*As the Bushiris present themselves to the police
*Warrant of arrest issued by Interpol Pretoria
By Duncan Mlanjira
Information Minister Gospel Kazako has told South African media that the country’s well knit legal system will follow the law and not common sense in dealing with the case of Shepherd Bushiri and his wife, who handed themselves over to the police on Wednesday morning.
In a virtual interview with eNCA TV, Kazako confirmed that the two are expected to appear before the court to continue hearing the case of his escape from South Africa and that his warrant of arrest was issued by Interpol Pretoria.
When asked why Malawi moved so quickly to arrest the Bushiris, Kazako said as a law abiding country, she followed the dictates of the law as requested by Interpol Pretoria.
“We looked at our obligation and decided to move in as according to the law,” he said.
When asked if he could assure the South African authorities that the legal system would make sure the Bushiris are extradited back to South Africa to face their trial, Kazako said “first and foremost Malawi has one the best judicial systems in the world”.
“You might wish to know that Malawi’s judicial system is an award winner at global level. It is the winner of the Chatham House award in the United Kingdom.
“It was recognised for [best one of the best legal systems] because of what the judiciary here does and the doubts should not be there, we are going to follow the law — and follow it to the detail.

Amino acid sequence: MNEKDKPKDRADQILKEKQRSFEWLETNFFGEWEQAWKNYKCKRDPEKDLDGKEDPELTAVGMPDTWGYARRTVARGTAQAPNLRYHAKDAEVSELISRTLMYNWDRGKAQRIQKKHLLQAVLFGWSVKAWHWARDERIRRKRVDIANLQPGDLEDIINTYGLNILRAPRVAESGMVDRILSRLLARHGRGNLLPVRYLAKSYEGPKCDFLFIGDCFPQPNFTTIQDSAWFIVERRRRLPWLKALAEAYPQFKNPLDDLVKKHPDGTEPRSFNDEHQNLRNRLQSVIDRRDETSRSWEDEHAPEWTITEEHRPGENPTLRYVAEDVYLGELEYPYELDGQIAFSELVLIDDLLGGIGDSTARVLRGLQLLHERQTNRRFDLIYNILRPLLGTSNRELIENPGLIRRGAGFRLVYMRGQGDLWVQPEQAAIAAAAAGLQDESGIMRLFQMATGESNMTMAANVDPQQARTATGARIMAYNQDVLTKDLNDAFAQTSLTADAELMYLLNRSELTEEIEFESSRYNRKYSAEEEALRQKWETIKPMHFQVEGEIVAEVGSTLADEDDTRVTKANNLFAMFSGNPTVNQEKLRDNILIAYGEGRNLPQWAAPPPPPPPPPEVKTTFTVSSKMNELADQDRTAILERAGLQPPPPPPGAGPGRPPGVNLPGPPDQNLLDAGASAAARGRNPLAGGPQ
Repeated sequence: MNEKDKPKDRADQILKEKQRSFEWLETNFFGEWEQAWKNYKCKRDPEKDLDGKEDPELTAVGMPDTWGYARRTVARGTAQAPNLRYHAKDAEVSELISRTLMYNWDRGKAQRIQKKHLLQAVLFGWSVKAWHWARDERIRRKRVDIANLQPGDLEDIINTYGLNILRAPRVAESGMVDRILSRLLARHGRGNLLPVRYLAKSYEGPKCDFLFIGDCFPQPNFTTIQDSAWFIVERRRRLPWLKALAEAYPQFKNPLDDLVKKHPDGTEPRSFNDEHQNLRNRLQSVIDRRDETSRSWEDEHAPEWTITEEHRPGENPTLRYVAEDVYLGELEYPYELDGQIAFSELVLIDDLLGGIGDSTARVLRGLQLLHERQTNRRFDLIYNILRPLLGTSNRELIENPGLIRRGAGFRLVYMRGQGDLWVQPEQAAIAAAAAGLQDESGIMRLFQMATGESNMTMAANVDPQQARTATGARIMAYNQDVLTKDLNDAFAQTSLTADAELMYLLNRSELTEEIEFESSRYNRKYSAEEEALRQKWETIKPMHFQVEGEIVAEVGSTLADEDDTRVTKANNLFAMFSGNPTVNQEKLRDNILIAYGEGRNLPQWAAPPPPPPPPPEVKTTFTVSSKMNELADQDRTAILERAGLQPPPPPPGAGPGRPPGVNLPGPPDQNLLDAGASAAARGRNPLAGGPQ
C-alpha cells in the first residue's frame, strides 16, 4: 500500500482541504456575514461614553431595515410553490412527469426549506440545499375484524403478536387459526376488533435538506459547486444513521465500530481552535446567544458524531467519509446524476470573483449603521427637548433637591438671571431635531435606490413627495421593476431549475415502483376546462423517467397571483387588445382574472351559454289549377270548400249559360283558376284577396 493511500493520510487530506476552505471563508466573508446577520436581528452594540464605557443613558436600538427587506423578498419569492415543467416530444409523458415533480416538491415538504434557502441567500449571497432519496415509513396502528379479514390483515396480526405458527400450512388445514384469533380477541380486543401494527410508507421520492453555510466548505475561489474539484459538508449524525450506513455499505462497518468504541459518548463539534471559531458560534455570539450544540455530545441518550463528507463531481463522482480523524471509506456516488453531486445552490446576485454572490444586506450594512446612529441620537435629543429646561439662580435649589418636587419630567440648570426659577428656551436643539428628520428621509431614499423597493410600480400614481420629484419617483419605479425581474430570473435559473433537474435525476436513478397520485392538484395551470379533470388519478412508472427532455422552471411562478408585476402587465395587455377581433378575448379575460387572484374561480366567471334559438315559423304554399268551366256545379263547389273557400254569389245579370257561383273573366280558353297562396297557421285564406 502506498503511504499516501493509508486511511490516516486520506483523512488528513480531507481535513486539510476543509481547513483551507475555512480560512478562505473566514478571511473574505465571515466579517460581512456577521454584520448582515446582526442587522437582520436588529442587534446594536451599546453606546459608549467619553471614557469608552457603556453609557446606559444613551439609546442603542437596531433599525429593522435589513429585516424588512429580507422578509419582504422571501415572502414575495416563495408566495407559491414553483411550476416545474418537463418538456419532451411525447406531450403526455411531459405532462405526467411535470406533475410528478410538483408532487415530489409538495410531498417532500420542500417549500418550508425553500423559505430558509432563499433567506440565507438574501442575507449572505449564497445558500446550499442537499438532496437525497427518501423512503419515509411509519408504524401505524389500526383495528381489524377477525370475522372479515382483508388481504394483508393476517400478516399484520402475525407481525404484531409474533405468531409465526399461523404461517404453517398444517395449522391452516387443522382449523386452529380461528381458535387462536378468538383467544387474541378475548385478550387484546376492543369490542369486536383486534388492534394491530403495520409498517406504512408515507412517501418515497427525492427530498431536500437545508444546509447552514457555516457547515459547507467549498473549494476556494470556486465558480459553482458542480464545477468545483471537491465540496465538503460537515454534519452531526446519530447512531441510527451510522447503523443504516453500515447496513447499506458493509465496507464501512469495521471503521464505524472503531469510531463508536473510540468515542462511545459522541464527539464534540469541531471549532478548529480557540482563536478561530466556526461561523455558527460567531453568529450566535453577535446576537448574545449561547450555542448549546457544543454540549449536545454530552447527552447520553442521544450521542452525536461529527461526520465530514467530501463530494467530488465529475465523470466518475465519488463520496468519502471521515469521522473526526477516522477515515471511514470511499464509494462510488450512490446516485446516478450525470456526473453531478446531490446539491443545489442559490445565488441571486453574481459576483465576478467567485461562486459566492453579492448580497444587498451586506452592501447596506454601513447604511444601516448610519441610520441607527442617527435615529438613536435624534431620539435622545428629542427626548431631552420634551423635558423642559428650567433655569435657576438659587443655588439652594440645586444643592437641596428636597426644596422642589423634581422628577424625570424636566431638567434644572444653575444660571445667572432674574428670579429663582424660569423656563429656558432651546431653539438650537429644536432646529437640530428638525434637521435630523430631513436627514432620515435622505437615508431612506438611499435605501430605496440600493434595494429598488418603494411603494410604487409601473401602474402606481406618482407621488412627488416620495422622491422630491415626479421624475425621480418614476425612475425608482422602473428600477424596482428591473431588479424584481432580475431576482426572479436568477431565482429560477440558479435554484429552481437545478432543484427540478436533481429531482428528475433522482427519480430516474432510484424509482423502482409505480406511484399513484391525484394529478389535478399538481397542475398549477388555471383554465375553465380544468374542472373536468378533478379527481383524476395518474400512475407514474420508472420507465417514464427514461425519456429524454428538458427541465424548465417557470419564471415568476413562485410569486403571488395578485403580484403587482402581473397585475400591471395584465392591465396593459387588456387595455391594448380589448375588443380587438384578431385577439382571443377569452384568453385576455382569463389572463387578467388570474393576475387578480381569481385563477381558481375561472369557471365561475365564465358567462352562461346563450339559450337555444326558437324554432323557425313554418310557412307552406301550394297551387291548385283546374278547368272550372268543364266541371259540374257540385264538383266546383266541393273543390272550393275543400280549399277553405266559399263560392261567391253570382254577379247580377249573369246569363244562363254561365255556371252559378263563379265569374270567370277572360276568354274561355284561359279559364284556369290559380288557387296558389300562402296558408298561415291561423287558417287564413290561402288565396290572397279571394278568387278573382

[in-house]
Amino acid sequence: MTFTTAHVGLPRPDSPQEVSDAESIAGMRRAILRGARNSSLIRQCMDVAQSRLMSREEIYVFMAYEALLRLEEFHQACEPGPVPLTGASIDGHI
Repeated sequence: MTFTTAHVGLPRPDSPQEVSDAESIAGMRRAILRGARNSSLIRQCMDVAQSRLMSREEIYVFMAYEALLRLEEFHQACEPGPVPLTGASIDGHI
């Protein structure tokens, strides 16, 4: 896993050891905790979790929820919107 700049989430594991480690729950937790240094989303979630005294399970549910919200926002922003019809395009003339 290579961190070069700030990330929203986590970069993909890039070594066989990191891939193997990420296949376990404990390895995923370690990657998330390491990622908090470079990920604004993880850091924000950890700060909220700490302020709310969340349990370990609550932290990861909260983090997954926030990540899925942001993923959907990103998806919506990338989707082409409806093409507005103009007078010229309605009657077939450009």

“Anything that we will be required to do, we will do it using the law, we will not use common sense, but the law,” he said.
In a statement in which he announced his plans to present himself to the police, Bushiri said he did not come to Malawi not to seek political intervention but to seek justice before the Constitution of the Republic of Malawi.
“I have strong belief in the Constitution of Malawi because it protects its every citizen, including my wife and I.
“Because of that, I will be presenting myself before law enforcement agencies this morning to legally explain and defend the decisions that I made to come to Malawi.
“I am innocent until proven guilty. As of now, there is no court in the world that has proven me guilty. I may be subjected by media and public trial but I mantain my innocence until proven guilty.
“It is unfortunate, therefore, to have the Minister of Home Affairs in South Africa to intentionally and unfairly mislead the people of South Africa and the whole world in this regard,” he said.